An Evening With John Waite

music musings, beaverdamusa.comFor years, I have been a fan of John Waite, dating back to the Babys era. I even mused about John once for this blog.

I had noticed he was doing some dates across the country on what is billed as the Wooden Heart Acoustic tour. For the longest, the closest was Memphis back in May. I even commented on a Facebook post John that he should add a Nashville gig, to which he replied “What about Memphis?”. While I love me some John Waite, I had to explain that a trip down I-40 to the Bluff City just wasn’t my cup of tea, even if I could stop at Buffalo and get some pie at the Log Cabin.

IMG_0291Anyway, he finally announced a show at the intimate and great venue – the Franklin Theatre. Having seen a few shows there, I knew it would be a great evening, so I snagged some tickets up front at the tables which put us about ten feet from the stage.

The opening act was Raquel Aurilia who sang six songs accompanied by just an acoustic guitar. Her voice was nice and gave everyone a chance to settle into their seats.

For the ADD readers – it was a John Waite fan’s dream. Now, for those that enjoy a little more detail, read on. John came out with a very stripped down band – a guitar, a bass, and a cajon. [I learned that night that a cajon is the proper word for beat box]. John would occasionally play the acoustic guitar during the set. His guitar player was Nashville native (who isn’t now) Kyle Cook (www.kylecookmusic.com), formerly of Matchbox Twenty. It was a treat to watch him play. Kyle played on John’s Rough & Tumble and co-wrote one of my favorite John Waite songs – If You Ever Get Lonely.

John explained that the show would be very laid back and he would talk about the songs and their inspiration. He also added that the audience would get to ask questions throughout the night. So, he basically set the stage for our own Storyteller session with him and about 400 of his closest friends in Franklin. What a treat.

Throughout the set, we were treated to tidbits and stories prompted by the songs or questions from the audience, such as:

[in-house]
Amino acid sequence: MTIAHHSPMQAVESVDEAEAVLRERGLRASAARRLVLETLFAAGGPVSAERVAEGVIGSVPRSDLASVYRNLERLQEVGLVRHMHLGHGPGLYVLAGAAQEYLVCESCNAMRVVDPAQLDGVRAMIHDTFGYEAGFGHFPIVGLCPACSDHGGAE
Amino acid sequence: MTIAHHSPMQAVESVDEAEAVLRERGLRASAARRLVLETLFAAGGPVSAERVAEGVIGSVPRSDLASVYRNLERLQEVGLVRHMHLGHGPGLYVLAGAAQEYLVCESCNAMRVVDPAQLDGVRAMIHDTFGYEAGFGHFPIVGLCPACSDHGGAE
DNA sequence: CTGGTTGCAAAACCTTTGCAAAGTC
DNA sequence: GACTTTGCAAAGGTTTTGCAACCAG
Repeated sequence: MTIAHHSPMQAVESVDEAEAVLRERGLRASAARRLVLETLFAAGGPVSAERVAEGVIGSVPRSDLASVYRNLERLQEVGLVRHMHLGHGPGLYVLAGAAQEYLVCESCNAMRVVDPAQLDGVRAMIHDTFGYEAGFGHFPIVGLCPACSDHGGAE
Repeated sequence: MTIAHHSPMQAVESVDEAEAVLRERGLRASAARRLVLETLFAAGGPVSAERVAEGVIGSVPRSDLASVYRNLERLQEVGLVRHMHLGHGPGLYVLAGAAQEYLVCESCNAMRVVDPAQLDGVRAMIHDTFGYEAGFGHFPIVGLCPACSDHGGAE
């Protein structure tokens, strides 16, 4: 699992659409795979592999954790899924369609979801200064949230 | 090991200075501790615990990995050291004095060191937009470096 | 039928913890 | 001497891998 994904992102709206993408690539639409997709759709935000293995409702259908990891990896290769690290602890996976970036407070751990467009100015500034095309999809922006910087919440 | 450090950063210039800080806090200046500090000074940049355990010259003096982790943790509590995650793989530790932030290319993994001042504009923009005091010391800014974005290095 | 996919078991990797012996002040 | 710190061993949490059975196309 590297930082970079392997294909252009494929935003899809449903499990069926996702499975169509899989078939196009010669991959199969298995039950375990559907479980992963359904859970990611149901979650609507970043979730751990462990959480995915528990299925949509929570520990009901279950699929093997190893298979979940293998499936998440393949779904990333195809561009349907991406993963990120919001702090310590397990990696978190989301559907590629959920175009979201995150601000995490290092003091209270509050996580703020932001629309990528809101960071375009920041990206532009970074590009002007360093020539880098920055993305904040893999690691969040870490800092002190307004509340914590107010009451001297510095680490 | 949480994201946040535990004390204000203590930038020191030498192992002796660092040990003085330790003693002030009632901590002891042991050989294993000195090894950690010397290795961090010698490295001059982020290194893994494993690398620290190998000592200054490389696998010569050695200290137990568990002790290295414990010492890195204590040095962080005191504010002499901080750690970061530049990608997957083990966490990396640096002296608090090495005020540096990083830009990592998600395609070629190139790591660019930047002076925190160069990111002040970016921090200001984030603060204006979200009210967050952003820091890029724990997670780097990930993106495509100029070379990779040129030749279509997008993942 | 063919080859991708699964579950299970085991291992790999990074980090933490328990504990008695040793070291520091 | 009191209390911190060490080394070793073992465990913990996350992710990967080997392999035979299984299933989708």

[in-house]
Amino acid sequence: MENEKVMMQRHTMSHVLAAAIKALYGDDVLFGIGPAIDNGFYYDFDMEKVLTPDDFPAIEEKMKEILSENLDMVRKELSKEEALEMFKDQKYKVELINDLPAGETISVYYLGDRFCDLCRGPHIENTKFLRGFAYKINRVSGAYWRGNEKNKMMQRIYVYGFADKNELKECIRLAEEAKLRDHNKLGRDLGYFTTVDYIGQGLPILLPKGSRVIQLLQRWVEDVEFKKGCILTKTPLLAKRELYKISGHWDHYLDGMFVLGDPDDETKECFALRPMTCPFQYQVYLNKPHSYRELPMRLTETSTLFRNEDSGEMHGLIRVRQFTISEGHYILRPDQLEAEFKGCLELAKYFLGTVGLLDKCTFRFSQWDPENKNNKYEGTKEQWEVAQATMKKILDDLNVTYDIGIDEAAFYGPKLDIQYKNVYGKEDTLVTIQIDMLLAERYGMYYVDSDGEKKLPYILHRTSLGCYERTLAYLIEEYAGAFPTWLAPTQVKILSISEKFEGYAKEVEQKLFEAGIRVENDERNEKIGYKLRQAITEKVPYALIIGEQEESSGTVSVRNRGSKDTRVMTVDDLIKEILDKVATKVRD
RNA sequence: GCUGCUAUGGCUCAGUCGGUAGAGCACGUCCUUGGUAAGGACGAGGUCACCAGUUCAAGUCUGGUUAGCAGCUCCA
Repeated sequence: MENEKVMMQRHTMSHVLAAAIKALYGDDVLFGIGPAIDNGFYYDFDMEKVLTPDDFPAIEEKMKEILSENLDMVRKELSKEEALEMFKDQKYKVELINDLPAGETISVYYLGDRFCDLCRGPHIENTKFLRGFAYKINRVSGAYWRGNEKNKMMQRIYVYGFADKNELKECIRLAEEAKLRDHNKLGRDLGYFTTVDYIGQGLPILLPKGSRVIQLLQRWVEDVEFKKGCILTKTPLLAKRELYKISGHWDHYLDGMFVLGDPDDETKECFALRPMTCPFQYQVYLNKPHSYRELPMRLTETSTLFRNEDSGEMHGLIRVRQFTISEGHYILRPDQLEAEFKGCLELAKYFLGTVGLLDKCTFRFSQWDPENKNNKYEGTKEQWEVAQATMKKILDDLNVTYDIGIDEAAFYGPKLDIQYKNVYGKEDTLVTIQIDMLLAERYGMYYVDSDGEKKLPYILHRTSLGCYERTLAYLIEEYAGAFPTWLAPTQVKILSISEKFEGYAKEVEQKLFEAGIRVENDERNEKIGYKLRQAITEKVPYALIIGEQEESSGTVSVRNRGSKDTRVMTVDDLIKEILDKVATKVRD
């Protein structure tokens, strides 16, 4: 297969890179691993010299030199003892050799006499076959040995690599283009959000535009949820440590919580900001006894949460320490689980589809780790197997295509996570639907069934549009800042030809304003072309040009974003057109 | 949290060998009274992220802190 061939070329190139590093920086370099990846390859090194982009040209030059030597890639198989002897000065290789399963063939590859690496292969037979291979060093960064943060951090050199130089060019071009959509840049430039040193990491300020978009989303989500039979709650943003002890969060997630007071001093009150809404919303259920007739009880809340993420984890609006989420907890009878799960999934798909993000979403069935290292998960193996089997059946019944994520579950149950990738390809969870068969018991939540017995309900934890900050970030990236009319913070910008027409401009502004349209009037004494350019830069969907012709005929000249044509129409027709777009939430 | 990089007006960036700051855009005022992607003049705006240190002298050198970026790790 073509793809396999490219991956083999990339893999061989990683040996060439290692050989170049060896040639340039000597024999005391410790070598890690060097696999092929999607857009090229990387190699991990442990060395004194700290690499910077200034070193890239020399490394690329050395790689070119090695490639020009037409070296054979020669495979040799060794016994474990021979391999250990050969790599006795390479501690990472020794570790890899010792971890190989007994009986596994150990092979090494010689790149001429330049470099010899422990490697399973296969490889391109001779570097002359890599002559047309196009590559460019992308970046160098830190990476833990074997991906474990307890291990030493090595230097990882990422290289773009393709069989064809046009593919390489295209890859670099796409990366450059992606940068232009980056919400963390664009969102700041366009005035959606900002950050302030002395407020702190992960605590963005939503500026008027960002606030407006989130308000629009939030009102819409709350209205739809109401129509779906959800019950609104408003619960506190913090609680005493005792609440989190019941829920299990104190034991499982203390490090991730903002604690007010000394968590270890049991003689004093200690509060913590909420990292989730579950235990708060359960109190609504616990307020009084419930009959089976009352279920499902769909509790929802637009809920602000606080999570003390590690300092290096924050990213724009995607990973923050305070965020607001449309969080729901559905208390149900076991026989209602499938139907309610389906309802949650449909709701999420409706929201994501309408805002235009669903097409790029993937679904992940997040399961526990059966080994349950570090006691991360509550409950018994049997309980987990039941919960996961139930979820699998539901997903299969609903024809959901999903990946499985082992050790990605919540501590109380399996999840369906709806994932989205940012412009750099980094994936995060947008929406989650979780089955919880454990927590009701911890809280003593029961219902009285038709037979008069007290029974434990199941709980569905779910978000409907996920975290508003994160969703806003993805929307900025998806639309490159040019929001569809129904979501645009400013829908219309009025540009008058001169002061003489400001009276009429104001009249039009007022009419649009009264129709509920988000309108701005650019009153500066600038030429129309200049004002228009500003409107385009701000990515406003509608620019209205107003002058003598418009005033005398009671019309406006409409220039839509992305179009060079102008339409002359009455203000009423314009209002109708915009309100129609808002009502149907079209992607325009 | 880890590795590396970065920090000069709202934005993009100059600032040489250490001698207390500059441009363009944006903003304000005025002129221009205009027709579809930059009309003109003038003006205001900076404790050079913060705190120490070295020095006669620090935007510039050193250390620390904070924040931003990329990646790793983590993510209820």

* He grew up listening to country music as a child in England. He talked about walking to the bus stop for school and staring at a Marty Robbins album in a store window and how he dreamed of making it to play and sing in Nashville.

* One of his favorite moments was getting to sing on the Grand Ole Opry, courtesy of Allison Kraus. Allison and John redid his monster solo hit Missing You several years ago with commercial success.

* He talked about how much he admired Vince Gill and his guitar work so much that he cut one of Gill’s songs – Whenever You Come Around. As he was playing this song on the Opry stage, he realized Gill was playing with him on stage.

* Waite lived in Nashville for a few years and really loved the vibe. He mentioned that he left because NYC really felt like home. He said that Nashville has become too crowded and is losing its country music vibe due to the record labels.

I could go on and on about how great of a night it was, but I realize not everyone is as big of a John Waite fan as I am. Which brings me to my final point. It was truly an evening for John Waite fans, but not a casual one. Yes, he did some hits from all eras of his career – Babys, Bad English, and solo. But, he also threw in some real deep cuts. It was refreshing to see an artist do the songs that he wanted to and that the true fans would appreciate. If you have a chance, go check out John Waite if he stops in your neck of the woods.

Musing in Nashville.

Zach

Set list:

* When I See You Smile – probably my favorite Bad English song

* In God’s Shadow

* In Dreams

* New York City Girl

* If You Ever Get Lonely – Favorite solo song; was recently covered by country duo Love & Theft

* Missing You

* Bluebird Cafe – stripped down acoustic. Told the story of a real waitress and how he imagined why she was in Nashville.

* Whenever You Come Around – this is when he told the story of Vince Gill playing with him on theOpry.

* Downtown- only instrument was a Spanish acoustic guitar

* Magic Camera

* Best of What I Got – Bad English

* Change

* Head First – Only Babys song he did.

About Zach Clayton

Zach Clayton started Music Musings in 2013, but isn’t a stranger to music. While he may be a mild mannered accountant by day, he always has tunes going and forces his staff at work to play music trivia when they enter his office. He is a self-proclaimed lover of all music genres with over 3,500 songs in his iPod. Zach’s first concert was Eddie Money in Vanderbilt’s Memorial Gym in 1979 and claims to have seen Van Halen (all three incarnations) over 25 times. There have only been one or two years since 1979 that Zach hasn’t been to a concert. He also has the uncanny knack of getting to know several folks in the music scene – both out front and behind the scenes. Zach is in the process of indoctrinating his two boys into the rock and roll way by exposing them to concerts and various music while holding them hostage in his truck screaming the mantra – “rap is crap!”

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